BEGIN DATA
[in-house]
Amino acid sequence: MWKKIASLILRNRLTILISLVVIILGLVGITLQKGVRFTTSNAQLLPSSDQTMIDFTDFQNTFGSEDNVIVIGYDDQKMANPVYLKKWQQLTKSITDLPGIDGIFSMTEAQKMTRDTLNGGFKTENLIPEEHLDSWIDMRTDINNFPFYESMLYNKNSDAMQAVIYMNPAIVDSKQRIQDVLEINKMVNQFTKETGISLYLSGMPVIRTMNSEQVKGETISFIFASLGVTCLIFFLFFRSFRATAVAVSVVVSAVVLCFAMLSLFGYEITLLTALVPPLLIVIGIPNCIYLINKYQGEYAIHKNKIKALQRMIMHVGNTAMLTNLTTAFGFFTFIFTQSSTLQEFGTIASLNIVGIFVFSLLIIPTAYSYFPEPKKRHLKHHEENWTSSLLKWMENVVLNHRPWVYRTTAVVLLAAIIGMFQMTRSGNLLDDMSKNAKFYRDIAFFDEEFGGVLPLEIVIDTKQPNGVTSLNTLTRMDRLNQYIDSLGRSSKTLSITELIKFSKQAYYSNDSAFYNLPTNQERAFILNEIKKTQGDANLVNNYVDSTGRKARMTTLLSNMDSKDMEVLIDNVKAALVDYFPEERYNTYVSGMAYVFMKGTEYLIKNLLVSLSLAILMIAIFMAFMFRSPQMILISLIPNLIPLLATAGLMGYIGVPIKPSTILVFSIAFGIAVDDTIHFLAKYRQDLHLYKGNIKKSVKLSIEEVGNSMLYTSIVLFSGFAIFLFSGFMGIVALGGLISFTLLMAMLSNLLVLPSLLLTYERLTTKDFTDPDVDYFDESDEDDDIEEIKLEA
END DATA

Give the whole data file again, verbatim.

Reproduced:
[in-house]
Amino acid sequence: MWKKIASLILRNRLTILISLVVIILGLVGITLQKGVRFTTSNAQLLPSSDQTMIDFTDFQNTFGSEDNVIVIGYDDQKMANPVYLKKWQQLTKSITDLPGIDGIFSMTEAQKMTRDTLNGGFKTENLIPEEHLDSWIDMRTDINNFPFYESMLYNKNSDAMQAVIYMNPAIVDSKQRIQDVLEINKMVNQFTKETGISLYLSGMPVIRTMNSEQVKGETISFIFASLGVTCLIFFLFFRSFRATAVAVSVVVSAVVLCFAMLSLFGYEITLLTALVPPLLIVIGIPNCIYLINKYQGEYAIHKNKIKALQRMIMHVGNTAMLTNLTTAFGFFTFIFTQSSTLQEFGTIASLNIVGIFVFSLLIIPTAYSYFPEPKKRHLKHHEENWTSSLLKWMENVVLNHRPWVYRTTAVVLLAAIIGMFQMTRSGNLLDDMSKNAKFYRDIAFFDEEFGGVLPLEIVIDTKQPNGVTSLNTLTRMDRLNQYIDSLGRSSKTLSITELIKFSKQAYYSNDSAFYNLPTNQERAFILNEIKKTQGDANLVNNYVDSTGRKARMTTLLSNMDSKDMEVLIDNVKAALVDYFPEERYNTYVSGMAYVFMKGTEYLIKNLLVSLSLAILMIAIFMAFMFRSPQMILISLIPNLIPLLATAGLMGYIGVPIKPSTILVFSIAFGIAVDDTIHFLAKYRQDLHLYKGNIKKSVKLSIEEVGNSMLYTSIVLFSGFAIFLFSGFMGIVALGGLISFTLLMAMLSNLLVLPSLLLTYERLTTKDFTDPDVDYFDESDEDDDIEEIKLEA